Thursday, August 29, 2013

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The Rebbe Said, “No!”

by Reb Gutman Locks

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     I “shared” the Mystical Path article with the Lubavitcher Rebbe’s letter that condemns yoga on Facebook. As expected, those who are involved with yoga religiously defended their practice.

     Remember, except for one or two postures (such as “sun salutation” which is literally called “sun worship” in Hindi – yoga’s native language), our complaints against yoga have never been against the physical movements themselves, so all of you who are vigorously defending yoga are not defending the physical practice. You are defending the word yoga, and all that that name brings into your life!

     Anyone who wants to can continue to do the identical exercises, but call it STRETCH or something like that. You would also have to throw out all of the other places that yoga has come into your life, i.e. yoga meditations, names of postures, books, beads, pictures, and so on. You do not have to fight to save the physical aspects of any healthy program. Just be sure to entirely remove the “spiritual” associations that come with it.

Most yoga enthusiasts have no idea what associations I am referring to. Here are just a few of them:

-  “The practice of yoga is defined by Webster’s Dictionary as, “a Hindu discipline for achieving union with the supreme spirit through intense concentration, prescribed postures, controlled breathing, etc.” Or more simply, it is “the path followed so as to realize the god/gods within.”

o  This is not what the Torah tells Jews to do!

-  Do you know what mantra meditation is?  It is the endless repetition of a word, or an idea, or even a nonsensical sound when you meditate. Over and over again, whenever any other thought enters your mind, quickly return to repeating your mantra. This form of meditation is entirely passive and will remove your attachment to the world. In fact, this is the Hindu goal of meditation (and the approach taught as an integral part of yoga exercise). Detachment produces relaxation, peacefulness, emptiness, “nirvana”.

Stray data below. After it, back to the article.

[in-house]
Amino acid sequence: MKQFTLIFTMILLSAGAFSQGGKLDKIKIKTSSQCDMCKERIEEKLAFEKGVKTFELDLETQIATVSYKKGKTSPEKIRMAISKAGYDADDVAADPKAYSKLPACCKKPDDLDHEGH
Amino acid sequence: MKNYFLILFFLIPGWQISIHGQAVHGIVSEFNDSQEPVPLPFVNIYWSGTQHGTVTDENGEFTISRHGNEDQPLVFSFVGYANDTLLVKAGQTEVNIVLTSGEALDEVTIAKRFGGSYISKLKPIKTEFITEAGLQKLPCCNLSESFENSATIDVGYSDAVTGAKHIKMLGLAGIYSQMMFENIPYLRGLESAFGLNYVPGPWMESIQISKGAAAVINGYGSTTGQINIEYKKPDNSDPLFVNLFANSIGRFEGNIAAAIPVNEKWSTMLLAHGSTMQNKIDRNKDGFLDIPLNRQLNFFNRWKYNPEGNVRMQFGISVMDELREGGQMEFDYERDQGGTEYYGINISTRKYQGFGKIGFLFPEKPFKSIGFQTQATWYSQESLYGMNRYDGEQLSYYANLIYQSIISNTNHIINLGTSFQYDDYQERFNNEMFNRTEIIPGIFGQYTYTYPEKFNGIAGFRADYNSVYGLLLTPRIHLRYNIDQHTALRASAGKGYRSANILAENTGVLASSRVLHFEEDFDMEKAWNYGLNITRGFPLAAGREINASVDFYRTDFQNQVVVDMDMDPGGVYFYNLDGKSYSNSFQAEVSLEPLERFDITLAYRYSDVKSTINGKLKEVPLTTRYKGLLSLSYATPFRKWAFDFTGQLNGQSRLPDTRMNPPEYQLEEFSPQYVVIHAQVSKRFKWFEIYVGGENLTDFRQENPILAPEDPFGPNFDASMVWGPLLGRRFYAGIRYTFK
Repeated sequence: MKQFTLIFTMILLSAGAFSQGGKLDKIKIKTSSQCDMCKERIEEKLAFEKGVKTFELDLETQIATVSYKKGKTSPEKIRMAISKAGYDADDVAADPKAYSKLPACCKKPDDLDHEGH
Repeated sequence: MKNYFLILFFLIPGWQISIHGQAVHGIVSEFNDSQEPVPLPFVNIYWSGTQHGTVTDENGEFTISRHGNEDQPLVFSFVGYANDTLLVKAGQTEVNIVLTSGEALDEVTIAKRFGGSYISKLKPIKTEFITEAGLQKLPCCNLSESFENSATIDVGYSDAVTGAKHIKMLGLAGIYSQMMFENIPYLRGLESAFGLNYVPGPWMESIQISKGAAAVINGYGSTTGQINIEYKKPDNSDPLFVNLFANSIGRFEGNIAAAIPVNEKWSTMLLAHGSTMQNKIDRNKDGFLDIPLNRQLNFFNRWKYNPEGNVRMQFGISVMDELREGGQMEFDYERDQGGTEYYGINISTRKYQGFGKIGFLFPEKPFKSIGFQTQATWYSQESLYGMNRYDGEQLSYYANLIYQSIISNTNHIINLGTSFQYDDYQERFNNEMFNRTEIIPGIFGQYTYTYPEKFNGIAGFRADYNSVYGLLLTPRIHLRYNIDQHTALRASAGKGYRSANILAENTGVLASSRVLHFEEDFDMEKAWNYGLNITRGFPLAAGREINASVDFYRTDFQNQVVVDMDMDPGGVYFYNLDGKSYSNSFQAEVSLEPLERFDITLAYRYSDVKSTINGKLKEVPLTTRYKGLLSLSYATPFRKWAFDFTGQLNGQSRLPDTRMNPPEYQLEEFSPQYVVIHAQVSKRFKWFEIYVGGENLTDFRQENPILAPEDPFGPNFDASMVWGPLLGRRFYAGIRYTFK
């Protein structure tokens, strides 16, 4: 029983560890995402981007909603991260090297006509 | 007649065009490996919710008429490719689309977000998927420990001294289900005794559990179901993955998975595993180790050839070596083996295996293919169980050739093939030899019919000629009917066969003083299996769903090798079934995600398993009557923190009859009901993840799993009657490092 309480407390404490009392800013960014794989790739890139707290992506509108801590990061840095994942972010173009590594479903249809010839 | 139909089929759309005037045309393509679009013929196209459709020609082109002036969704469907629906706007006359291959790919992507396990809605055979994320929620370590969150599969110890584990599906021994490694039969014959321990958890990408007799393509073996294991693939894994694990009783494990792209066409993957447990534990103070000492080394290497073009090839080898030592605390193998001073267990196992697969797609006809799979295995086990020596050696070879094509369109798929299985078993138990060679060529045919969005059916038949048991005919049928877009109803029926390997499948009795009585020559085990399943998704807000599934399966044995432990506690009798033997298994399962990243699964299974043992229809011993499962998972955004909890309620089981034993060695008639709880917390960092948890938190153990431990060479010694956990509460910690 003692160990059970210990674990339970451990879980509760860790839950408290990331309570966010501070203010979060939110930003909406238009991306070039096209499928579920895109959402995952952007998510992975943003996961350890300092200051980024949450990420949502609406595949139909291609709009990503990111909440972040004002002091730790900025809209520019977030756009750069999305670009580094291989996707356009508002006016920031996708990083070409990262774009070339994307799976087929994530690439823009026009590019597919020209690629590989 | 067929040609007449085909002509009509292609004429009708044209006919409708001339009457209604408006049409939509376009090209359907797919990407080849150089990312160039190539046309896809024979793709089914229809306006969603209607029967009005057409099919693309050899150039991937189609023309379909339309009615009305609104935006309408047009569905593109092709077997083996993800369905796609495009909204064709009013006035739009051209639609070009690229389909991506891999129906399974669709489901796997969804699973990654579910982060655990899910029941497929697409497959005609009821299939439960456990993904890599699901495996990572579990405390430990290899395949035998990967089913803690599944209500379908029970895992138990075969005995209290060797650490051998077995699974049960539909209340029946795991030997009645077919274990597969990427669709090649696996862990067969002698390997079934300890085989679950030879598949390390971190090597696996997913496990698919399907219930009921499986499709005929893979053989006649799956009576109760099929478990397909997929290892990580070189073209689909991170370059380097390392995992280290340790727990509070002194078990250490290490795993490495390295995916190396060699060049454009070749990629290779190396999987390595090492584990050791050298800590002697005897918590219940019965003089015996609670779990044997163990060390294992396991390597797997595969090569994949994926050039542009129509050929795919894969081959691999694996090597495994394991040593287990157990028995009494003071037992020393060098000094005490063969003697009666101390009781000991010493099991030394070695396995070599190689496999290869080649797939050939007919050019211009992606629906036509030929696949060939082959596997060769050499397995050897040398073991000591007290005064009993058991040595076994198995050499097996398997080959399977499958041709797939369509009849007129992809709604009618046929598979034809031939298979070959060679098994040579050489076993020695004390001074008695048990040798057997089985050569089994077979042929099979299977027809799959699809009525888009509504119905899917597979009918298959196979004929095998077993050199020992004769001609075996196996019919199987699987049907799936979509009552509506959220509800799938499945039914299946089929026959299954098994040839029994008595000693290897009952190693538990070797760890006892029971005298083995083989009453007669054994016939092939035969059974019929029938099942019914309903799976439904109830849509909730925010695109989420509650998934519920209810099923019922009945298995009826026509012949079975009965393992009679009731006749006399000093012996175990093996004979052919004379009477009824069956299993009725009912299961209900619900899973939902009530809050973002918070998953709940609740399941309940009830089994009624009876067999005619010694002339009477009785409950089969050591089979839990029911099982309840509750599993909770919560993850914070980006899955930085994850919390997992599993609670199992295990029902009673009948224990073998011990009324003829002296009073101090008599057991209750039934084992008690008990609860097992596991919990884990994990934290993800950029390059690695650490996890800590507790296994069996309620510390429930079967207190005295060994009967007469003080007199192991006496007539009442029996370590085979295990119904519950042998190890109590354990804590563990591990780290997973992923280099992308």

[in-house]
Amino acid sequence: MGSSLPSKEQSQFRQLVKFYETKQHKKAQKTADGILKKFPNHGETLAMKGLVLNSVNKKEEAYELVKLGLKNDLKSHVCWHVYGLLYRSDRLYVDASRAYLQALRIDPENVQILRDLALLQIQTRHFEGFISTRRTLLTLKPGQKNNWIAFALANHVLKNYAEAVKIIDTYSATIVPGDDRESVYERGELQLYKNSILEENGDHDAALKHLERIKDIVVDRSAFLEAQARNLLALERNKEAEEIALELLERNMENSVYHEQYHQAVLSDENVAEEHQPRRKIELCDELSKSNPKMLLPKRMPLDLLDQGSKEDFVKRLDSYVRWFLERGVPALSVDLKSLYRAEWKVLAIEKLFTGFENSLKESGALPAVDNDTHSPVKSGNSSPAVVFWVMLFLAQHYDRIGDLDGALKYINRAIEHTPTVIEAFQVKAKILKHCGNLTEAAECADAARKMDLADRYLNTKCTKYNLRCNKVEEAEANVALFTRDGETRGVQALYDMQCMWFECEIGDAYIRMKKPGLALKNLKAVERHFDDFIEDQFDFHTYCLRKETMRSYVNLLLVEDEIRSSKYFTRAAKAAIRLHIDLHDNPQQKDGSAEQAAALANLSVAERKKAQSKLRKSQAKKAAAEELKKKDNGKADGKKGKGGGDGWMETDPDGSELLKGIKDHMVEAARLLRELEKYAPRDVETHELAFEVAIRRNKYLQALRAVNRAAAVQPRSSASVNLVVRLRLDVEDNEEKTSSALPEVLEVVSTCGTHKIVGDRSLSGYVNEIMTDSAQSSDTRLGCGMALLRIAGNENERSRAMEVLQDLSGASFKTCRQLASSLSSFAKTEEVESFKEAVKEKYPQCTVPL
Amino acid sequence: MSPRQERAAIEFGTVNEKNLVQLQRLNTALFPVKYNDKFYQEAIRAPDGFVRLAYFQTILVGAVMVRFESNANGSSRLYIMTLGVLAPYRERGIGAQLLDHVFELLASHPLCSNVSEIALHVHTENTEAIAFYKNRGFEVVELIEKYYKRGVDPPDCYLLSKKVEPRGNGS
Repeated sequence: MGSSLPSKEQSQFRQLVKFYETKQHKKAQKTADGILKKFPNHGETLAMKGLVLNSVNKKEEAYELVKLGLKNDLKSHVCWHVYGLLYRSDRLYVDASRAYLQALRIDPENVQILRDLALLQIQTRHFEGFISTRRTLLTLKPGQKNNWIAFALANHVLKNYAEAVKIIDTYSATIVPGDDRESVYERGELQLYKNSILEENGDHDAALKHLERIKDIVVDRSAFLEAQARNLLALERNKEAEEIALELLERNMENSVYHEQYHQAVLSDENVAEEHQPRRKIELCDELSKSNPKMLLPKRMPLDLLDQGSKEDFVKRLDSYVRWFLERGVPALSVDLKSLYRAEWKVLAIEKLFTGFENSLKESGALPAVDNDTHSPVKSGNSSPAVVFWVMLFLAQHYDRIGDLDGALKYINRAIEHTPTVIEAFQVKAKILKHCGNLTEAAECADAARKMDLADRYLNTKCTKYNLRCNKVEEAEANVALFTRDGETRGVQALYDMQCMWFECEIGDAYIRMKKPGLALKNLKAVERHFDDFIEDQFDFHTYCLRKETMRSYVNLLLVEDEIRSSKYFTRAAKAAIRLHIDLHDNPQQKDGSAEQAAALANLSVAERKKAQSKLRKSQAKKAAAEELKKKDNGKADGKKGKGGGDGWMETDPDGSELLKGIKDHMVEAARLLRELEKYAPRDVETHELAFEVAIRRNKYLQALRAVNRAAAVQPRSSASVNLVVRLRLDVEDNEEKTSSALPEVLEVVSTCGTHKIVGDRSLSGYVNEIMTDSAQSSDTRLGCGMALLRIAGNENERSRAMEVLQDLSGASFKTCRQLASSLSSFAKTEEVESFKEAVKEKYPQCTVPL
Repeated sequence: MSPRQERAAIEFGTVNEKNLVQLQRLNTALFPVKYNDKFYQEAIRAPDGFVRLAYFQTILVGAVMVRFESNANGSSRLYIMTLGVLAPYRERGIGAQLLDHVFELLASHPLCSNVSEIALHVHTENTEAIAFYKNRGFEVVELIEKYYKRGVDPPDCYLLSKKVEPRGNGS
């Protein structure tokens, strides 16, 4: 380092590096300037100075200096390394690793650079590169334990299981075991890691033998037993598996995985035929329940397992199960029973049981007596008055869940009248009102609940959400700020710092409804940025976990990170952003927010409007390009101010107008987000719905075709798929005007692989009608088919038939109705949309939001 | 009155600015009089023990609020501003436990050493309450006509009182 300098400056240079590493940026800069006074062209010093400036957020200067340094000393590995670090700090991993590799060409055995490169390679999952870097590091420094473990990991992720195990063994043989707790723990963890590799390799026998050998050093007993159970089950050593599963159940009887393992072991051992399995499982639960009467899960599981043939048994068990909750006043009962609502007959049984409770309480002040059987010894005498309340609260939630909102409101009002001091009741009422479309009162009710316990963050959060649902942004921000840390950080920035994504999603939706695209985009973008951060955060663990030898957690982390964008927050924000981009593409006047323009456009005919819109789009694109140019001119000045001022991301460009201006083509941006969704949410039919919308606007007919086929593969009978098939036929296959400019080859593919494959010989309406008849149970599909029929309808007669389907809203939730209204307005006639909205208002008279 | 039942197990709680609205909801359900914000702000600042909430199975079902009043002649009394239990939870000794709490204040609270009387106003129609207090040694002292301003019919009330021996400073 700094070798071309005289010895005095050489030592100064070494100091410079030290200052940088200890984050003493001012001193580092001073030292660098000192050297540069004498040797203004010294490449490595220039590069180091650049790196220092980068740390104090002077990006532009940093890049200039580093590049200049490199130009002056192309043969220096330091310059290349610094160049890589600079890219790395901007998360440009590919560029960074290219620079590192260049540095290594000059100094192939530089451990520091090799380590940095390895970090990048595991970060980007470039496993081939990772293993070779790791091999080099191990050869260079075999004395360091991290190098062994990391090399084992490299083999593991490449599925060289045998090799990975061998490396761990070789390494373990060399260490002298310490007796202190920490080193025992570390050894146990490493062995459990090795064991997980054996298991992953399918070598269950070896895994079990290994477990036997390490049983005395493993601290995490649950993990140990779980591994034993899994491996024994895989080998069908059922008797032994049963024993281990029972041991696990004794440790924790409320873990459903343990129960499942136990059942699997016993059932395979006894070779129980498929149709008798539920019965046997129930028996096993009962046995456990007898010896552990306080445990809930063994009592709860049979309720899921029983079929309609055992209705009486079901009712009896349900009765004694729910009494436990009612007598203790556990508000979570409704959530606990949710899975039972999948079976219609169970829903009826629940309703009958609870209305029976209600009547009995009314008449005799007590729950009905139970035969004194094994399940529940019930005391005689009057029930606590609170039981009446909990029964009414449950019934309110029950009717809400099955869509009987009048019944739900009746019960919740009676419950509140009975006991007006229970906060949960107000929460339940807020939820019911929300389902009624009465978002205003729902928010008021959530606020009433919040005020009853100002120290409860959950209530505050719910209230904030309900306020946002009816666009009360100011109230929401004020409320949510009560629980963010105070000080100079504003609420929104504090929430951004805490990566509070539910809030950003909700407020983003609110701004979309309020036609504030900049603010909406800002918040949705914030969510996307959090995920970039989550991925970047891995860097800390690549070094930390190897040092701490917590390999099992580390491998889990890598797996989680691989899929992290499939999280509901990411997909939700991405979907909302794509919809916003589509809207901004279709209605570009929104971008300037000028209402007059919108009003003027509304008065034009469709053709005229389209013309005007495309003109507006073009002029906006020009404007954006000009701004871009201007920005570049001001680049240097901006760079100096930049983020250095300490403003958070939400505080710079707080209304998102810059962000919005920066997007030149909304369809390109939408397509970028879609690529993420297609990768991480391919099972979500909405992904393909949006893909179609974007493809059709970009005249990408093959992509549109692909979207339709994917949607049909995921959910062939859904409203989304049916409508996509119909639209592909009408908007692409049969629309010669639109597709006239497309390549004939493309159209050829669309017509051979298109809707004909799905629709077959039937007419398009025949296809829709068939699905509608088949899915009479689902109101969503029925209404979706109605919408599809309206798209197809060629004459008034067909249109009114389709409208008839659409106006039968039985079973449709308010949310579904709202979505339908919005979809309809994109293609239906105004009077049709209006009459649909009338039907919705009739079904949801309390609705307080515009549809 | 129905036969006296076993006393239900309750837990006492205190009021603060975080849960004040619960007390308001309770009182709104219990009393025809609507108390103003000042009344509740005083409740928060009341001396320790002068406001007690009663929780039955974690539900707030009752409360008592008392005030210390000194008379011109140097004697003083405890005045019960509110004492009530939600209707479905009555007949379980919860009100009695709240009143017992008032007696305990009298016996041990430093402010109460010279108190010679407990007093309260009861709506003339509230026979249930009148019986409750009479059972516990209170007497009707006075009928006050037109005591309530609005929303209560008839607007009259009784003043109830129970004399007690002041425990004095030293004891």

o  This is not the goal of Jewish meditation. It is the opposite. Although Jewish meditation can include passive elements, the goal of Jewish meditation is to increase awareness so you will become more spiritually sensitive and will be able to use this sensitivity to make the world a better place. Our job is not to leave the world, but to improve it by using it for holy purposes.

-  Have you heard of prana? If you do yoga your yoga teacher has surely mentioned it. When you learn about it, it can sound right on! But this is not what the Torah teaches. The elements of the universe are not being held together by the sun.  

     “Prana is the Sanskrit word for “life force;” in yoga the term refers to a cosmic energy believed to come from the sun and connecting the elements of the universe. Prana is the sum total of all energy that is manifest in the universe.”

    “Kundalini is described in yoga as shakti or corporal energy. It is described as a power coiled at the base of the spine envisioned either as a goddess or a sleeping serpent. It is reported that kundalini awakening results in deep meditation, enlightenment, and bliss, most commonly as a feeling of an electric current running along the spine.”

o  Does this sound good to you? Something worth striving for? It is part of yoga. Believe me; you do not want to go where it takes you. I have been there.   (As a Jew or anyone who’s studied the Torah or bible, releasing “serpent energy” should send particularly obvious alerts.)

-  How about tantra yoga? Have you heard of that? I hope not. 

o  (Let’s just say it’s focused on enhancing certain parts of physicality that modern society already has extreme obsessions with.  As Jews we believe such things should be properly focused and used in their proper context, thereby becoming holy.)

-  Nirvana? “Nirvana is characterized by the bliss and freedom, letting go of ego, passions, and desire… liberation. The second step in Raja Yoga observance purity and contentment.”

     There are hundreds of spiritual concepts that usually come with yoga practice… Chakras, Devas, Maya, Om, and on and on. These are what we are warning against. Jews should not be taught these false spiritual concepts. Surely if they were telling you the names of catholic saints to accept, a Jew would recognize this is not for them and be repulsed.  But yoga comes wrapped in such a “groovy, healthy” garment. What could be better than scientifically proven health benefits of stretching and breathing deeply?

     As I said before, if you want to stretch, s t r e t c h. It is probably good for you (though there’s many articles on the extreme positions causing serious damage, even to very experienced practitioners). But don’t do yoga.

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